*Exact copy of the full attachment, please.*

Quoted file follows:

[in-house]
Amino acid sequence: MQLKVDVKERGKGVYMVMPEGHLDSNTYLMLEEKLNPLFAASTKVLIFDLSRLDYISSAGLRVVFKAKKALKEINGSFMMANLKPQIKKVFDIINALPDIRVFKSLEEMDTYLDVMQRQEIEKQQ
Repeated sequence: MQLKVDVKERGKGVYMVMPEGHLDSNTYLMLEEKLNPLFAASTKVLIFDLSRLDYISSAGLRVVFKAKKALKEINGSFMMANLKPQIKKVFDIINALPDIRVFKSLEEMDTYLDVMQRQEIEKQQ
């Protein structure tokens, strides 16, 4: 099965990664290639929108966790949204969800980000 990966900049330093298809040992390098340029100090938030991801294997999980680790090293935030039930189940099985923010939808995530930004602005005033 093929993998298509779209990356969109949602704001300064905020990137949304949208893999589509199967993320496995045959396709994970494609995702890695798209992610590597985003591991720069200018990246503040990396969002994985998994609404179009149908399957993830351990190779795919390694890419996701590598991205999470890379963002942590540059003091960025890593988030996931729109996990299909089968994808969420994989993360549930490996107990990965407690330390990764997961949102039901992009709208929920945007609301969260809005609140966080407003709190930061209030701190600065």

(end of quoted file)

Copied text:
[in-house]
Amino acid sequence: MQLKVDVKERGKGVYMVMPEGHLDSNTYLMLEEKLNPLFAASTKVLIFDLSRLDYISSAGLRVVFKAKKALKEINGSFMMANLKPQIKKVFDIINALPDIRVFKSLEEMDTYLDVMQRQEIEKQQ
Repeated sequence: MQLKVDVKERGKGVYMVMPEGHLDSNTYLMLEEKLNPLFAASTKVLIFDLSRLDYISSAGLRVVFKAKKALKEINGSFMMANLKPQIKKVFDIINALPDIRVFKSLEEMDTYLDVMQRQEIEKQQ
């Protein structure tokens, strides 16, 4: 099965990664290639929108966790949204969800980000 990966900049330093298809040992390098340029100090938030991801294997999980680790090293935030039930189940099985923010939808995530930004602005005033 093929993998298509779209990356969109949602704001300064905020990137949304949208893999589509199967993320496995045959396709994970494609995702890695798209992610590597985003591991720069200018990246503040990396969002994985998994609404179009149908399957993830351990190779795919390694890419996701590598991205999470890379963002942590540059003091960025890593988030996931729109996990299909089968994808969420994989993360549930490996107990990965407690330390990764997961949102039901992009709208929920945007609301969260809005609140966080407003709190930061209030701190600065």